me of the kind of stuff that you read about: "Advice to dentists on why they 
should never debate antifluoridationists.' It was that kind of thing." 

There were even whispers from his own group. A generation gap 
divided scientists, he realized. "One or two people inside the organization 
said, We really shouldnt have a thing on fluoride, it will give us a bad 
image,'" said Webster. While the younger researchers were willing to host 
the fluoride debate, Webster found that older members were gun shy as a 
result of the painful experiences many scientists and health professionals 
had undergone in the 19505 and 196os. It is our older colleagues who 
remember that stuff and how bad it was, and say This is just poison for 
your career, said Webster. This is an old battle from the '50s. " 

Even liberals in his organization shied from hosting the 2001 debate. It 
wasnt about science, it was about the politics, Webster said. Activist 
scientists already have a hard enough time in this world. Industry is trying 
to kill us and it is hard to survive in aca-demia. This is like, why push beans 
up your nose? 

The May 2001 debate in Virginia finally took place and was well 
attended, despite the lack of any profluoridation speakers, said Webster. 
His friend Paul Connett spoke. Most people did not know that there was an 
issue — fluoride is just not on the radar screen. If people like Connett are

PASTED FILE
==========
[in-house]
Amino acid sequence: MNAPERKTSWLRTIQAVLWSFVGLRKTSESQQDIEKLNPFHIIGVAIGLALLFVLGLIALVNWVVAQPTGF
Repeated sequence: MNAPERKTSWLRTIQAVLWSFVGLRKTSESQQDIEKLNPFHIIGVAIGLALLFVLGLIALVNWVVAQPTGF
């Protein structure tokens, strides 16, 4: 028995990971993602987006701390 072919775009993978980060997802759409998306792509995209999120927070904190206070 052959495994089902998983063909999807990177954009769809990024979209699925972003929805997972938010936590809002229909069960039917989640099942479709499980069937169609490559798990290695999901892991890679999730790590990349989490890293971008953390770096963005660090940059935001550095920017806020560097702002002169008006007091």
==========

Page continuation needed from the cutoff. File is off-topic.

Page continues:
crazy, I would have loved to see the CDC people come and squash em like 
a bug. There seems to be almost a taboo about discussing this subject, and 
that really doesnt seem right in public health. 

Tom Webster is not alone in his frustration. That same year, in the fall of 
2001, a second scientists organization, the American Col- 



lege of Toxicology, hosted a Great Debate on water fluoridation at its 
annual Washington, DC, conference. Phyllis Mullenix was a speaker. 
Again, no one from the profluoride side would speak. The president of 
the organization, Robert E. Osterberg, had given the debate organizer 
many names and telephone numbers of scientists at leading drug 
companies; he was astonished that none of them showed up. I find it 
extremely difficult to believe, said Dr. Oster-berg, that companies 
that make hundreds of thousands of dollars a year by putting fluoride 
into kids multiple vitamins wouldnt stand up there and justify why 
they are doing it, and answer any concerns that people may have. 


Blind to the Truth? 

No comments:

Post a Comment